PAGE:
Thursday, 8 July 2010

Dead Things Taste Nice

When I was nine, we watched a video at school about farming. I think I must have been a particularly stupid infant because before that moment I had never realised the meat on my plate was the product of an animal being slaughtered. Poor pigs! I thought. Poor lambs! Oh, god, I thought, I’ve eaten lambs… Poor cows! And so, confronted by Spaghetti Bolognese that evening, and the dawning horror that those small chewy bits were in fact minced up Daisy, I coolly announced that I wasn’t going to eat meat any more, and didn’t. All credit to my parents, they didn’t really blink. They only insisted that I continue to eat fish for a few years and, given that I had also declared an passive embargo on all fruit (I had noticed the seeds in a banana one day and concluded that all fruit had bugs in it), I think they had a point.

My parents have always been fairly top-to-tail in their approach to meat; blithely chowing down on stuffed lambs hearts from the local butcher; eating pan-fried coxcombs from some Italian chickens in Asti, and smacking their lips at garlic smeared snails in a particularly culinary-conscious French Alpine hut. Nevertheless my vegetarianism was generously indulged and my parents learnt the words for vegetables, omelette and cheese in a variety of different languages to keep me fed on family holidays. At Christmas, the oven’s capacity was tested to the full as we simultaneously roasted a Turkey and attempted Toad-in-the-Hole with Vegetarian Sausages. My poor mum, cooking me a separate batch of roast parsnips and potatoes cooked in oil or white flora rather than nestled round the meat.

A few years after my ban on all meat, I naively asked for scampi at a little restaurant by the sea in Italy. You know, the little balls of white stuff covered in breadcrumbs that come with tartar sauce? Hmmm, not so much. Out comes a fully-be-shelled crustacean, complete with claws, eyes, whiskers and a mocking segment of lemon on the plate. No more sea-food for me then. Poor old my parents.

When asked why I was vegetarian I would reply that I thought it was possible to live without killing things, and that I objected to the way we went about farming. I also felt that if I was going to eat something I ought to have it in me to kill it, and I knew I didn’t. Maybe I have become more barbaric with the passage of time, but I think now I could cheerfully knock off the odd animal if it was then going to provide me with a tasty meal. I came to the conclusion two years ago that purchasing ethically farmed meat would be a more-proactive way of supporting ethical farming than just not eating meat at all. If I’m honest, this conclusion was partly motivated by a desire to occasionally eat the same meal as my meat-devoted-co-habiting-then-boyfriend (aka ex) who had been gently trying to make me carnivorous for the length of our relationship.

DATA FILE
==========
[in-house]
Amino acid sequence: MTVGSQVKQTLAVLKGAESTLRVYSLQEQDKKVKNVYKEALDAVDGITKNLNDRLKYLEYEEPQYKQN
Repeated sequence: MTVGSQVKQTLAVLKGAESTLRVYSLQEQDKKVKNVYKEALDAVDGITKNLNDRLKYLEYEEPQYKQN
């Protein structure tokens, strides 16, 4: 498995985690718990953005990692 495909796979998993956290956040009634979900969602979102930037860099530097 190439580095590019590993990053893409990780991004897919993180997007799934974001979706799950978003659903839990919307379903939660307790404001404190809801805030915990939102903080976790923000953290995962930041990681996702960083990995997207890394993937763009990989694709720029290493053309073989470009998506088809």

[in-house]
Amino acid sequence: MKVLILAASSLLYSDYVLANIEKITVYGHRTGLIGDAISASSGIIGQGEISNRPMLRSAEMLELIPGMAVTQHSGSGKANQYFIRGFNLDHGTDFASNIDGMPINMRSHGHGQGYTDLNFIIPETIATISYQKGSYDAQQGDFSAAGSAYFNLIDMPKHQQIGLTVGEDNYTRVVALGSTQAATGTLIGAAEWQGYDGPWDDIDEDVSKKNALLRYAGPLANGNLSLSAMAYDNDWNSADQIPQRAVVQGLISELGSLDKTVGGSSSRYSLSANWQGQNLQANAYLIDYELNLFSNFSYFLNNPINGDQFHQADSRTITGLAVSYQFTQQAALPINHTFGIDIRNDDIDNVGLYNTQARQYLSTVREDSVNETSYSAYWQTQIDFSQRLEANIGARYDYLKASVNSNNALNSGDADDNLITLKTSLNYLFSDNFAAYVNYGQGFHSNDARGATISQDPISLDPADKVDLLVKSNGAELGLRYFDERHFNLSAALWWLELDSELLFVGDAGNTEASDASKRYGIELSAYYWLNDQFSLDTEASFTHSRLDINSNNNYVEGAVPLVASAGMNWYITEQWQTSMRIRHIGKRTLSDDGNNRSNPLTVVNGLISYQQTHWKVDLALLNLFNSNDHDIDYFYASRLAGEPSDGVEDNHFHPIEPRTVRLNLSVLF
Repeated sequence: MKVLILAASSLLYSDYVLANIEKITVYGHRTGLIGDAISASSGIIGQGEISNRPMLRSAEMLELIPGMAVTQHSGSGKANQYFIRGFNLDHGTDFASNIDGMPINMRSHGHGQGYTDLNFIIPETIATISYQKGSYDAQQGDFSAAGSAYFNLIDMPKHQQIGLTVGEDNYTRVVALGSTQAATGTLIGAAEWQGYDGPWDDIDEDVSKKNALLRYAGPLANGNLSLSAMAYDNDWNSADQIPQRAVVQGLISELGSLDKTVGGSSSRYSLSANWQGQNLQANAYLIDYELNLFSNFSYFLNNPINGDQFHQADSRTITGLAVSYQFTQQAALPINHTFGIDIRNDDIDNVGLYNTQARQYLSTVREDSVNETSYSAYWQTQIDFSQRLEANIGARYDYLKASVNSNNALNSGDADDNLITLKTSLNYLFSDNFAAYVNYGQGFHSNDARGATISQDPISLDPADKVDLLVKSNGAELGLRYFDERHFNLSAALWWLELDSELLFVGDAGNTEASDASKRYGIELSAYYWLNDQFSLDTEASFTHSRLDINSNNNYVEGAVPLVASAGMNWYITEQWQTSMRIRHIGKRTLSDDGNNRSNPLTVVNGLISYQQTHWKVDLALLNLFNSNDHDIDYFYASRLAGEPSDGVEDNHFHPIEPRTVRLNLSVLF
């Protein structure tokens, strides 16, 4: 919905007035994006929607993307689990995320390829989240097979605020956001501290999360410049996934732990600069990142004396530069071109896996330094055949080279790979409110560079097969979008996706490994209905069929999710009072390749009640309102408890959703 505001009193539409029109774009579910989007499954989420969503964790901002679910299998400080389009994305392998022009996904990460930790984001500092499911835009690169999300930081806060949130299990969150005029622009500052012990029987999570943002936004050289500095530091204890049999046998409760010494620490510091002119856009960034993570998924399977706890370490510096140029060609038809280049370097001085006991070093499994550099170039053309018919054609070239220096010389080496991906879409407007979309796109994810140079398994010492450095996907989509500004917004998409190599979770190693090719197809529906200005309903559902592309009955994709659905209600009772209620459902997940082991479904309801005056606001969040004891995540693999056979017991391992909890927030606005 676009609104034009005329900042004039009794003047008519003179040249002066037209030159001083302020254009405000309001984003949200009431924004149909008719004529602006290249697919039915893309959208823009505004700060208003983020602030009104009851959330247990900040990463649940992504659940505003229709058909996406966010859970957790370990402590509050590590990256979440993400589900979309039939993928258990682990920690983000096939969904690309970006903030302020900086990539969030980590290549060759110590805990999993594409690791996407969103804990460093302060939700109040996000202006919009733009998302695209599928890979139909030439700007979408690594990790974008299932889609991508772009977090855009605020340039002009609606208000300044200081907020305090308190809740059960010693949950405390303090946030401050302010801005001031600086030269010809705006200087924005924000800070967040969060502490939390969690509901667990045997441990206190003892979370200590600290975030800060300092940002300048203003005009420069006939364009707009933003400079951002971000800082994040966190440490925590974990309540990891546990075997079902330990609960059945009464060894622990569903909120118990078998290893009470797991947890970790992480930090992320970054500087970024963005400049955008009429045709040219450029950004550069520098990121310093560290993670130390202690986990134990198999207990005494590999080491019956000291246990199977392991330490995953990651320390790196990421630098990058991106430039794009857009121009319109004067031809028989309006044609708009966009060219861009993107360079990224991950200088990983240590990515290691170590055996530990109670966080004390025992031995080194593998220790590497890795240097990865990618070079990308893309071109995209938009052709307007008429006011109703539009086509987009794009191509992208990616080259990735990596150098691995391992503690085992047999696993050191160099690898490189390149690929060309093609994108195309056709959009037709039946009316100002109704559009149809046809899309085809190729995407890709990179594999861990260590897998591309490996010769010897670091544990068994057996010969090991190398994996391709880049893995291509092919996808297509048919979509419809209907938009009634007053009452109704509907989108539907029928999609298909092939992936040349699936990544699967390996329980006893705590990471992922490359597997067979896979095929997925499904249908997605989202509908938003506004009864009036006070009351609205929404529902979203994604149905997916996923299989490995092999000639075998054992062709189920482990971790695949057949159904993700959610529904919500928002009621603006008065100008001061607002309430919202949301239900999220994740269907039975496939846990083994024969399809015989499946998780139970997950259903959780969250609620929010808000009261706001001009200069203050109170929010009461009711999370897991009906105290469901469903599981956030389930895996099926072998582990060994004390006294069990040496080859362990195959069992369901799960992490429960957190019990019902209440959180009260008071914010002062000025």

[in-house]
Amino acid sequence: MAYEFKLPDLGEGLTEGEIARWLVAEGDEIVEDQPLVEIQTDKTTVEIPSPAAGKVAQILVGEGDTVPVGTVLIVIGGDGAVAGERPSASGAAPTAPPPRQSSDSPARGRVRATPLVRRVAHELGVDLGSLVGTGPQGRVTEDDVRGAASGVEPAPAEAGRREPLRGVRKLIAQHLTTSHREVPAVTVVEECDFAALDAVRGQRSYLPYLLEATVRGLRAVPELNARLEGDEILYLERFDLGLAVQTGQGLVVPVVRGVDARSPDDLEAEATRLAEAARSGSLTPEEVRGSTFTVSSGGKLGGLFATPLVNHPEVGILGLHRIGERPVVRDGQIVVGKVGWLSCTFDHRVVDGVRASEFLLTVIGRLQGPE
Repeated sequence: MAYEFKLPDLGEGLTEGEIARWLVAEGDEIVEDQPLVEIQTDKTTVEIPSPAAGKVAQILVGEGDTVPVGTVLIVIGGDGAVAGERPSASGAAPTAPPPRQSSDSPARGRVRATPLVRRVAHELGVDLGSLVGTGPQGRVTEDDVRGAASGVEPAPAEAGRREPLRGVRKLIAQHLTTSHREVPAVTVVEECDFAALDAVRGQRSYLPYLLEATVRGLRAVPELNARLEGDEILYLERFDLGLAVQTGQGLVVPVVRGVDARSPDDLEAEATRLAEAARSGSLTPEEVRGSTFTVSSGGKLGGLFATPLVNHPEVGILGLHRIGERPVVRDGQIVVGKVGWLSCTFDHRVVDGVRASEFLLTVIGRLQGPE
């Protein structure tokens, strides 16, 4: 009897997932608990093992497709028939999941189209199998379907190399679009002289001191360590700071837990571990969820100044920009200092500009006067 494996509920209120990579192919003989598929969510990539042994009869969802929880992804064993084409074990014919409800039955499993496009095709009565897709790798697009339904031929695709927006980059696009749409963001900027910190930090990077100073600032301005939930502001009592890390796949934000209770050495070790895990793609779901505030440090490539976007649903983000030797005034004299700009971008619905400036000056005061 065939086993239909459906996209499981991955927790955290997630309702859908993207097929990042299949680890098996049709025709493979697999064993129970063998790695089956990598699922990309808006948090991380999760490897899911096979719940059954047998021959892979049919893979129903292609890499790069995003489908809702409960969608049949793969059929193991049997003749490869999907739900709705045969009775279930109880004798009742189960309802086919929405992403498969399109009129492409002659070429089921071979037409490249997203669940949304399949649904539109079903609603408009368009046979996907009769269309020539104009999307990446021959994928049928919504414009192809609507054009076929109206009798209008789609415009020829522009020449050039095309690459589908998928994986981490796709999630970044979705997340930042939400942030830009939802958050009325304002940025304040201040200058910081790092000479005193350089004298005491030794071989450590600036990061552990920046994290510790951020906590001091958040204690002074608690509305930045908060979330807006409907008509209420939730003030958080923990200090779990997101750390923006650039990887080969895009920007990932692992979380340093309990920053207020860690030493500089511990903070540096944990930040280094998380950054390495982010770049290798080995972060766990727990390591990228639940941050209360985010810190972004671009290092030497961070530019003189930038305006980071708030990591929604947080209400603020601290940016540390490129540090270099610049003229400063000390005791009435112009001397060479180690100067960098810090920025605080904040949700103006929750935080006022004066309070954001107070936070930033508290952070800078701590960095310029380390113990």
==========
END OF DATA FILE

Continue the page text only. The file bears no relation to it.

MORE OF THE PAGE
So I took the plunge at a friend’s house and tucked into a (very small) slice of organic, outdoor-reared roast pork. The then-boyfriend was very happy, my friend was very happy - “A vegetarian and a jew eating pork at my table!” He cried with glee – I on the other hand felt a little bit queasy. Not that it wasn’t delicious. It was. Oh boy, it really was – holy hell but pork is great. It’s just that 18 years of self-indoctrination was a little hard to shift. Nevertheless, after a year’s hiatus during which I returned with a vengeance to my trusty veggie fare, I ventured tentatively back to the flesh, and thus began a deeply seductive and faintly illicit love affair. Oh my god but it tastes so good, doesn’t it? All that flavour!

I am a pretty good cook if the food is vegetarian and I love my food. I read recipe books in bed for pleasure (no, not that sort of pleasure – food is seductive, yes, but not raunchy. Oh, you think it is, do you? Excellent, let’s discuss that another time...) But I was almost completely ignorant of how to cook meat. I was also pretty ignorant of what actually constituted ethical farming. So, I decided to embark on a culinary adventure of discovery: learning how to cook meat; learning what I like, what I love and what I find frankly disgusting; and finding out what constitutes ethical, “happy” meat. Here are my findings…

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